Date: Friday, November 2, 2018
Project: Eastern Australian Waterbird Survey
Observer: Richard Kingsford
For our full day on the Coorong and the Lower Lakes today, we had a full plane, stacked with eight people, including our pilot. We had five trainees which was great, three from the South Australian, one from NSW and one from Queensland governments. This is one of the great advantages of the larger plane which does everything the Cessna 206 can do and much better and more comfortable. It also rides the rough days better. The day didn’t have a great start. A line of thunderstorms, which woke as at 2am, was still rolling in and greeted us when we reached the airstrip at Goolwa in the morning. So we had to wait for about an hour until they had rolled through.
6am and ready for an early start but not with lightening in the background
Coming in over the ocean to start our survey down part the Murray Mouth out to sea.
The Coorong was humming with waterbirds. There were tens of thousands of grey teal, mountain duck and whiskered terns. Given how dry it was in the rest of eastern Australia, I was expecting thousands of banded stilts but there were less than a hundred. There were also thousands of migratory shorebirds, although perhaps not as many as we have counted in previous years. It is always difficult to remember through the years, without having the data point for comparison. We won’t really know until nearly the end of the year when we have crunched the numbers. The flying conditions deteriorated as we flew during the morning and the wind picked up from the west.
Beautiful colours played out, with the reflection of the sky in the salty water of the Coorong.
Heading south down the more than a 120km of the Coorong.
We completed our two counts on the Coorong later than usual, delayed by our late start by the weather. There was also more shoreline in the Coorong than in the past, indicative of shallower water levels. This meant more ‘islands’ were exposed and the waterbirds tend to use these shallow water areas for feeding which mean a lot of circling around the edges in our plane. There was a usual pelican colony going on the south Coorong of a few thousand birds.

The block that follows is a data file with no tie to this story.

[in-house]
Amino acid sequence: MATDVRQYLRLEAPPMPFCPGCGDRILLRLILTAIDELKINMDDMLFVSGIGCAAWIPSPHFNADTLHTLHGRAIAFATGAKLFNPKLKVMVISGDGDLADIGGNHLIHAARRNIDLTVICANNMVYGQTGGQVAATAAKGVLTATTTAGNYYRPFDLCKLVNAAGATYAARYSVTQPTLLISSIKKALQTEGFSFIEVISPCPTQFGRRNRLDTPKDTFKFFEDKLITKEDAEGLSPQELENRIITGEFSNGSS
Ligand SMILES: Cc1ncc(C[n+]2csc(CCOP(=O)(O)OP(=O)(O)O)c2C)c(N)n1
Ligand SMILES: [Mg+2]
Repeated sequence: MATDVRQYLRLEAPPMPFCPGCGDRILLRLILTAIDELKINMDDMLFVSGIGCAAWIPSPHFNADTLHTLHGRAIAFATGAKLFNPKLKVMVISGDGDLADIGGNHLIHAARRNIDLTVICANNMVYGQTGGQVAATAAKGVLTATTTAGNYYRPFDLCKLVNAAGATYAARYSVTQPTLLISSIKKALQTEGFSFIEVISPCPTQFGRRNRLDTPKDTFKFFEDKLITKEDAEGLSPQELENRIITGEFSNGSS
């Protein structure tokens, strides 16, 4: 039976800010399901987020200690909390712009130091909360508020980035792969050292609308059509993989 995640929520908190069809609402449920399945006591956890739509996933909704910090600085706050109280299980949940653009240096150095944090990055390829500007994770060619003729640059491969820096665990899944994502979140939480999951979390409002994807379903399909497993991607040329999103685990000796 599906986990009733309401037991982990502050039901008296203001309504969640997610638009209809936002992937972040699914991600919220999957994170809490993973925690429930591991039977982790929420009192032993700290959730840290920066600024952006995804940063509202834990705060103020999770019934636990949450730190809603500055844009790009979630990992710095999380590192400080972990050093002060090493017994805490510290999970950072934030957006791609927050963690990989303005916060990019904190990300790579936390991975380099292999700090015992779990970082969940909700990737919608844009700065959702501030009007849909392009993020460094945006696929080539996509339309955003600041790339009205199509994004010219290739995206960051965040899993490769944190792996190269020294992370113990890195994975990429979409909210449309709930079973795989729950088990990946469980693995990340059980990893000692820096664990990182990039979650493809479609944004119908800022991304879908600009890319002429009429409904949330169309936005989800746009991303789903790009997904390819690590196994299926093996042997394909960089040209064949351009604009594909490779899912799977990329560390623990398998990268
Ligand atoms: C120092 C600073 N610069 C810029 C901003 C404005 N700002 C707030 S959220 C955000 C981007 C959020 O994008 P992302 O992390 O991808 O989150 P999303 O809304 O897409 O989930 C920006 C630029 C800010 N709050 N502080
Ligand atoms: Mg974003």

Pelican colony on the South Coorong
After lunch, we headed out for our second count of the two lakes, Lake Alexandrina and Lake Albert. First we flew the western side of Lake Alexandrina, which meant flying down past the barrages. Large flocks of cormorants and pelicans roost on these platforms and fish where the water flows out to the Coorong. Today, there was also a seal cavorting on its back.
Surveying Lake Alexandrina (left), separated from the Coorong (right) by the wall called the barrages.
Not far from the barrages, there was an inlet where there are often colonies of waterbirds breeding. One of these was a straw-necked ibis colony of a few hundred nests, while the other was a large pied cormorant colony of thousands of breeding birds, mixed in with some breeding straw-necked ibis. It was a spectacular site.
The large pied cormorant colony on Lake Alexandrina
We then flew around until we got to the opening to Lake Albert and headed on the ‘grand tour’ around this great lake. Lots of cormorants, ibis, pelicans, swans and black duck. There was also a straw-necked ibis colony of a few hundred birds. The water levels seemed to be quite high on the two lakes. My impression before we got here was that we would be seeing many more waterbirds here than we have actually surveyed because everywhere else is so dry. Certainly numbers will be up on the Coorong from previous years but I am not so sure for the two lakes.
Large flocks of great cormorants, pied cormorants and pelicans roost on the spits of Lake Alexandrina
Surveying Lake Alexandrina in a 30knot westerly was not fun, with the whitecaps showing how rough it was on the lake.
We finished by late afternoon, tired of the buffeting we had endured through the day with the blustery wind but still great to see these lakes and their waterbirds.